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Archive: 12 March 2013

Helvetial

Maybe all the cool kids already know this, but I didn’t, so I’ll document it for the rest of us:  in Windows, Helvetica is not Helvetica: it’s Arial.  It’s Arial even if you explicitly ask for Helvetica and fall back to a non-sans-serif font family and allow for no other choices—but it’s not Helvetica if you try to get to it indirectly.

To see what I mean, you can load up my testcase in any Windows browser—IE, Firefox, Chrome, whatever—assuming that you haven’t installed Helvetica on your Windows machine.  (If you have, then I’d love to know what results you get.)  Given that you haven’t installed Helvetica, you should see that three of the four bottom-bordered spans are using Arial.  This can be determined due to the shapes of the “GR” characters—they are notably different between Helvetica and Arial.  Here’s what I apply to the first test list item:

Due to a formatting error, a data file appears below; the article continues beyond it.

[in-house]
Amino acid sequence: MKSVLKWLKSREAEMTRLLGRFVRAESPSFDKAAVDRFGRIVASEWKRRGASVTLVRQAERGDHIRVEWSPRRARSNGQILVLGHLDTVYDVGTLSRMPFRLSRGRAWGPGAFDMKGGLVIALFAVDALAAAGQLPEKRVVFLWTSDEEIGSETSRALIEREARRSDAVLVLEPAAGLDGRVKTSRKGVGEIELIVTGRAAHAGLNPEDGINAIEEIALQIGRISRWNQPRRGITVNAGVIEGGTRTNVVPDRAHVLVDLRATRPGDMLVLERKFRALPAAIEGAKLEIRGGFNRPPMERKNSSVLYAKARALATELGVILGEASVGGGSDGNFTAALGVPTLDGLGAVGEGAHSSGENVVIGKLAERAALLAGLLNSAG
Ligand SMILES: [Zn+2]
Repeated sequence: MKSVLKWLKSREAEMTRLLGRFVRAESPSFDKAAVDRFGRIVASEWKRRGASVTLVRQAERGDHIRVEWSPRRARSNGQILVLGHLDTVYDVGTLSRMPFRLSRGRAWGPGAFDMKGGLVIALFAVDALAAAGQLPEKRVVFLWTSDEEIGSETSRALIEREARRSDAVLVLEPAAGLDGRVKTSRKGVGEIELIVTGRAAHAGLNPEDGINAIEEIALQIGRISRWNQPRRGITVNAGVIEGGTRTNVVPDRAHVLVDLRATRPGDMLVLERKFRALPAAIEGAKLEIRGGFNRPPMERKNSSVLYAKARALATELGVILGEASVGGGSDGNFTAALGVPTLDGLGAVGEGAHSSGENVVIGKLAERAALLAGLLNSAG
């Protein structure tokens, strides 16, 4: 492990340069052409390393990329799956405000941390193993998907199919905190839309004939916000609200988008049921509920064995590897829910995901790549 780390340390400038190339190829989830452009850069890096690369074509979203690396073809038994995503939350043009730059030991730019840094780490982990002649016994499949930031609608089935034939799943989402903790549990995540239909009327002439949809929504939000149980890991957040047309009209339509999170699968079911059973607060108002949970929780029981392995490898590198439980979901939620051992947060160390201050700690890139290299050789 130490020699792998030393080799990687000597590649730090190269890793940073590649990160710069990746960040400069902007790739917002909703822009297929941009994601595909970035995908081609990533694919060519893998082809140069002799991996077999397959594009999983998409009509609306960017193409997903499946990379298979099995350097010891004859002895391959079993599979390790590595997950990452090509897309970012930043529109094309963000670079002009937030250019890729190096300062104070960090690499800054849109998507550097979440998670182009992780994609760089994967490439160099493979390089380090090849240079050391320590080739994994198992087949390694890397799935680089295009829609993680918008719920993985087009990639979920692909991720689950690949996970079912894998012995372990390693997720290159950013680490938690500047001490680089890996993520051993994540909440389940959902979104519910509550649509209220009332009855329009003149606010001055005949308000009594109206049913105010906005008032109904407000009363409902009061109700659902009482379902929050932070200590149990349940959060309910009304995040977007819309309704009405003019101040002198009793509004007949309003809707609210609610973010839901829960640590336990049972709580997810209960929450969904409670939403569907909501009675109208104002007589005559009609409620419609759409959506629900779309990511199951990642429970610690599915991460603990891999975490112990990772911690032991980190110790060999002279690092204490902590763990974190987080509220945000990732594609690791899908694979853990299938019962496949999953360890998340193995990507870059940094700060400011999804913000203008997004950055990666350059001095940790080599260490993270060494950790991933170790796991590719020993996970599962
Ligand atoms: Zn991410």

#l01 .s01 {font-family: Helvetica, monospace;}
#l01 .s02 {font-family: Arial, monospace;}

My result is that they use exactly the same face, and that face is Arial, which should not have happened.  If Helvetica is not present, the first span should be rendered using a monospace font face.  If it is present, then the first span should have different letterforms than the second.

But it’s the second line where things get really interesting.  There, I assigned local copies of Helvetica and Arial (if they exist) to the invented family names “H” and “A”.  Then I apply this to the second test list item:

#l02 .s01 {font-family: H, monospace;}
#l02 .s02 {font-family: A, monospace;}

The result should be the same as the first line, but it isn’t: the first span gets a fallback font face, and the second span gets Arial.  So while the system redirects requests for Helvetica to Arial, it doesn’t do so in such a way that the invented family name “H” resolves to Arial, even though it was assigned Helvetica (or perhaps I should say “Helvetica”) as its source.

I’d be interested to know if there’s something I’ve overlooked or misunderstood here, because these waters are deep and I suspect my understanding of them is somewhat shallow.

March 2013
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